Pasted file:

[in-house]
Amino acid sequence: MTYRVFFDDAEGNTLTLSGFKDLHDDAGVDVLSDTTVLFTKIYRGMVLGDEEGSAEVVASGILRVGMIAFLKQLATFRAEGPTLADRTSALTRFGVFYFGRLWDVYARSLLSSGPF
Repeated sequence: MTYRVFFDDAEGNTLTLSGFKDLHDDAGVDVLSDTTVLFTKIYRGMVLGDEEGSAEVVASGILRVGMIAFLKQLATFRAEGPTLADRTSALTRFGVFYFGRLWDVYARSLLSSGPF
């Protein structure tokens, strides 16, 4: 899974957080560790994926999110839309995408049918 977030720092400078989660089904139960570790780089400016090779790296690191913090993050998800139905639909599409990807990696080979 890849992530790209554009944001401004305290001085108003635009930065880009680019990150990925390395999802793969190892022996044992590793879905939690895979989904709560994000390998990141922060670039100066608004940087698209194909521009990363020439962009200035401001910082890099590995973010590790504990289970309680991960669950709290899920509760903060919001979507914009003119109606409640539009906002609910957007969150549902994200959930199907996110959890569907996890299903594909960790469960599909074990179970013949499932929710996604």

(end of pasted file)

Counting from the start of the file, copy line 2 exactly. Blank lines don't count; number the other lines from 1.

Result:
Amino acid sequence: MTYRVFFDDAEGNTLTLSGFKDLHDDAGVDVLSDTTVLFTKIYRGMVLGDEEGSAEVVASGILRVGMIAFLKQLATFRAEGPTLADRTSALTRFGVFYFGRLWDVYARSLLSSGPF